One of the perks of writing a column like this is the contact it gives me with so many readers. Over the years, my mail has increased steadily.
The columns that bring the most response are those that raise issues. Chief among them was my argument against spending money to modify a fence around a Williamsville cemetery to protect deer from being impaled. While a number of writers decried my inhumanity toward deer, I am pleased to note that they ran 4-to-1 in agreement with my position.
Many wrote about the damage being done to their property by deer, others about more general concerns. Lewis Crowell argued, "Go to any forest in northern Pennsylvania. Instead of a rich variety of undergrowth, we usually find a monotonous sea of hay-scented fern -- or no undergrowth at all. Where would the many warbler species that require undergrowth have a chance to nest in this biological desert?"
But even those who opposed me offered views with which I agree. Margaret Spittler and Diedre Wilczak suggest that we shouldn't be killing coyotes, animals that provide natural deer control.
My column about the Pat McGee Trail was also controversial. I recommended development of a trail following the abandoned railroad tracks from Hamburg to Springville. Here again I received general support, but a number of the letters came from two groups: those living near an opened trail section and those living near a proposed trail section. The first group spoke unanimously about its favorable experiences with the trail despite initial misgivings, all of which never came to fruition; the second group detailed only those same concerns.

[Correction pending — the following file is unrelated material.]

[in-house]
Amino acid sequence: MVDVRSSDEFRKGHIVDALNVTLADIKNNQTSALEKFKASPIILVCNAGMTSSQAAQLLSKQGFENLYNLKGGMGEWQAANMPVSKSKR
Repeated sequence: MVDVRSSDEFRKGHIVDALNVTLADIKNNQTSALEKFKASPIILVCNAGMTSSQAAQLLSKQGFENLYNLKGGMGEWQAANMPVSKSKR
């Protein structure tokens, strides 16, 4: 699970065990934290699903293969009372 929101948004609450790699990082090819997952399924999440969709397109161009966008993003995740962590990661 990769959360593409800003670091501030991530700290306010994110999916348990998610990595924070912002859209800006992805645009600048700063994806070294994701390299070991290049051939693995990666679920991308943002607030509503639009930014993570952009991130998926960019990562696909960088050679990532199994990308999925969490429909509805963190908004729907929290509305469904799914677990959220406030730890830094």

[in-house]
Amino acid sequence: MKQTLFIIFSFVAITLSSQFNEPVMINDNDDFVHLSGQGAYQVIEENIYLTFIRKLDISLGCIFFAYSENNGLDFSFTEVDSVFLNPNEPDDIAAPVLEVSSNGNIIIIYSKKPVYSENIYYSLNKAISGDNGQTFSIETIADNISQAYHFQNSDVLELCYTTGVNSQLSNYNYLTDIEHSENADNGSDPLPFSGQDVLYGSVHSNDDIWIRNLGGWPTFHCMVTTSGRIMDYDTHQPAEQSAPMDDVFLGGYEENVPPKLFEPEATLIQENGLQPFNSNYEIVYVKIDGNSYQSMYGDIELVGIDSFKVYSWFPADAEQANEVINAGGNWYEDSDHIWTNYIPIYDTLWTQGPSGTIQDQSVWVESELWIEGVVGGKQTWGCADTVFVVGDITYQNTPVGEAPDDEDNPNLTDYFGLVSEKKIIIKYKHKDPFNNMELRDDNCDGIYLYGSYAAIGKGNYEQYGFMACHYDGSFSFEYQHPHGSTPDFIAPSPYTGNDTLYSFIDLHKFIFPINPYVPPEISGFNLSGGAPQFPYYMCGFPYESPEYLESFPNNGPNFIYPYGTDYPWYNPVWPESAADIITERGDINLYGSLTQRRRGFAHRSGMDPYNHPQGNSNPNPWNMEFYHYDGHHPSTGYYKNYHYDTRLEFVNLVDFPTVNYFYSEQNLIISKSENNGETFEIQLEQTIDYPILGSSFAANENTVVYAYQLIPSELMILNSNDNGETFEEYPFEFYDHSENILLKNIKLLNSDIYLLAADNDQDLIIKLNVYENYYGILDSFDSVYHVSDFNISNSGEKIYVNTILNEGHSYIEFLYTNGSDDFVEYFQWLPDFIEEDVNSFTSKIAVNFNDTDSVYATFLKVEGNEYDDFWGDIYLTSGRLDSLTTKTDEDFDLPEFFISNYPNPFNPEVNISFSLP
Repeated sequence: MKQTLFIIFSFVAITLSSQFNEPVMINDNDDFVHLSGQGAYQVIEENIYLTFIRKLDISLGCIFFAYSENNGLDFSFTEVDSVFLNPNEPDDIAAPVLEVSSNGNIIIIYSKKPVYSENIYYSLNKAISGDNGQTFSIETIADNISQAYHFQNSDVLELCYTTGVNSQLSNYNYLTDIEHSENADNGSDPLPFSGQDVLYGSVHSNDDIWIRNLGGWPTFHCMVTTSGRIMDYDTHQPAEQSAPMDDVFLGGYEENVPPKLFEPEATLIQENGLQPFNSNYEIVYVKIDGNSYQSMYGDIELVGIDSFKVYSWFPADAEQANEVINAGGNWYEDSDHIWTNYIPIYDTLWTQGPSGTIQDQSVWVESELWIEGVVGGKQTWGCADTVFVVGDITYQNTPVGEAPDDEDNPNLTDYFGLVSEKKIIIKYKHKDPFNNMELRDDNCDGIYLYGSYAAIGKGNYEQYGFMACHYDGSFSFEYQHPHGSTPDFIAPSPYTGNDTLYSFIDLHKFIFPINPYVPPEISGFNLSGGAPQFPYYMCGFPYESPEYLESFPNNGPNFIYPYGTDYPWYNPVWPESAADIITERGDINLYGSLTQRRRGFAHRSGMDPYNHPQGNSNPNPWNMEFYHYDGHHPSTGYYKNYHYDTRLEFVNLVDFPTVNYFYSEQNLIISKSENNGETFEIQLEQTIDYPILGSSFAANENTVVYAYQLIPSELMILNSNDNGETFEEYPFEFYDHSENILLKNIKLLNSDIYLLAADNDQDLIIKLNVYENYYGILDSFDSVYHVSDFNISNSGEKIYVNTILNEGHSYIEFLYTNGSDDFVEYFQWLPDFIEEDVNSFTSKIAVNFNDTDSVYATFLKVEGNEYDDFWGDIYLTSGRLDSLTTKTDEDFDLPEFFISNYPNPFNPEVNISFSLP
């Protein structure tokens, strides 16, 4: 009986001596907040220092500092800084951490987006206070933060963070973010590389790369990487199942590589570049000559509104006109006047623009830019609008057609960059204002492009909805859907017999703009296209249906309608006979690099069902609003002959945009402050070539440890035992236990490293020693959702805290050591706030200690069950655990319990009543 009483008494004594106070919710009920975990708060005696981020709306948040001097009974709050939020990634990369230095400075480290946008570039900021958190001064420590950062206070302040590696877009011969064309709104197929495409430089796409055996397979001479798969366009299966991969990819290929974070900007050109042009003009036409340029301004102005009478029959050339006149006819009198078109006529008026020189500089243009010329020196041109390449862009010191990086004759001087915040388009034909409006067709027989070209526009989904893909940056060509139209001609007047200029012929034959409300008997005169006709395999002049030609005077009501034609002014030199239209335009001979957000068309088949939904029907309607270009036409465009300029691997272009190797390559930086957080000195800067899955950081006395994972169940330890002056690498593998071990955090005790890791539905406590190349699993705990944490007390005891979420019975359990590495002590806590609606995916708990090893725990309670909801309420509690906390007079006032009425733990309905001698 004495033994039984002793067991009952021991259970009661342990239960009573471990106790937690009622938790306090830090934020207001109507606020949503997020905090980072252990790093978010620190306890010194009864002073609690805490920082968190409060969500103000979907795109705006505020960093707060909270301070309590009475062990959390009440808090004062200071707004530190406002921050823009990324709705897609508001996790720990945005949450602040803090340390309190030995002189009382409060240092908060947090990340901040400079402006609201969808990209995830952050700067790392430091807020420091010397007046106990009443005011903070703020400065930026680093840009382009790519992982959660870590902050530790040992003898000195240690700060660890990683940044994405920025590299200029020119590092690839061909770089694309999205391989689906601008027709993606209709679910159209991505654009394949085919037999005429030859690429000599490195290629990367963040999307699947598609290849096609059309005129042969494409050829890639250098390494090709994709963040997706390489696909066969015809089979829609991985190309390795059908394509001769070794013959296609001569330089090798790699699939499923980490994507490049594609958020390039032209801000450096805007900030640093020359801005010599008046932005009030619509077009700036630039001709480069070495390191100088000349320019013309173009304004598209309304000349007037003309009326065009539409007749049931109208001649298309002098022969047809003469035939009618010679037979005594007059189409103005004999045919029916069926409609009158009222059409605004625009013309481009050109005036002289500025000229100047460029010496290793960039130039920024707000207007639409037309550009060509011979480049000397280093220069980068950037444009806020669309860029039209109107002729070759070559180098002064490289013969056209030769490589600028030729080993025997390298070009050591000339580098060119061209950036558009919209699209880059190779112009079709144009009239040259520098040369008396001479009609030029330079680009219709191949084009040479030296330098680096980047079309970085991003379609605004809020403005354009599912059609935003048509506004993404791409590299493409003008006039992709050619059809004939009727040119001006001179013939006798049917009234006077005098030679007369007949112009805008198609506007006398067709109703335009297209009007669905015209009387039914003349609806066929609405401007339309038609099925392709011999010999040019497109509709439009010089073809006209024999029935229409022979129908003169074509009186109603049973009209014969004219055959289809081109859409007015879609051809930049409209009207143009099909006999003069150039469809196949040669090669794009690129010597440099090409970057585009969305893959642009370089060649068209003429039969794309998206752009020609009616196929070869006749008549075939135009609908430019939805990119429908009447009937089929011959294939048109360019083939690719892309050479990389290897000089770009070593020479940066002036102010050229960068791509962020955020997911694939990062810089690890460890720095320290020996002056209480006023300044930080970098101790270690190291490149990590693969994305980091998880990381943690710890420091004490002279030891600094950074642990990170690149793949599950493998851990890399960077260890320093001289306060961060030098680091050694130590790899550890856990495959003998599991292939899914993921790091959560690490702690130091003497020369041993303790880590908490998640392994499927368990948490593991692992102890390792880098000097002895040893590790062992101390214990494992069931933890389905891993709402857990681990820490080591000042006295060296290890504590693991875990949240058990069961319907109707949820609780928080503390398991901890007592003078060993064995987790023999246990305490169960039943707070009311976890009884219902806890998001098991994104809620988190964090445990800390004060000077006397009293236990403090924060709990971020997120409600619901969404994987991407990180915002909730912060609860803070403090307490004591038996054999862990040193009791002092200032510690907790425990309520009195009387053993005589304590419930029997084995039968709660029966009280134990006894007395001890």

Norma Stevenson wrote in early 2011 about the possible reversal of global warming last winter: "I have been wondering about the long, severe winter that we had all over the world. Has that severe weather affected the Arctic regions also? Has the ice cap regained any of its former coverage, giving some relief to the threatened polar bears and other cold weather animals?"
Her letter is, of course, placed in perspective by our more recent experience, but the answer was the same even last year. Ice loss has continued and the lasting effects of long-term climate change are not ameliorated even by widespread weather extremes.
My favorite responses were those to two of my columns: the first about the decline in firefly populations. Readers set me straight. Last summer, it seems, was the best for regional fireflies in many years. The second was about the rarity of red-headed woodpeckers. Some readers even have them coming to their feeders. I am, of course, delighted.
I mentioned in one column wanting to retrace Joseph Ellicott's hike around the Holland Land Purchase in 1797. A number of readers expressed interest in this endeavor but, despite considerable effort, I have been unable to find any record of this trip.
Several readers commented on the number of turkey vultures around, and indeed this year more than 12,000 were counted during migration at the Hamburg Hawk Watch.
Others simply shared their personal feelings about nature. One of my favorites was from Roberta Bluestein: "I personally find it not only physically invigorating, but also an emotional tonic to spend time outdoors, not looking for anything in particular but enjoying everything in general. I have passed some of that on to my older children, and now am trying to teach the little ones."
I thank each of you for your interest. Please continue to send me your thoughts and your photos in 2012.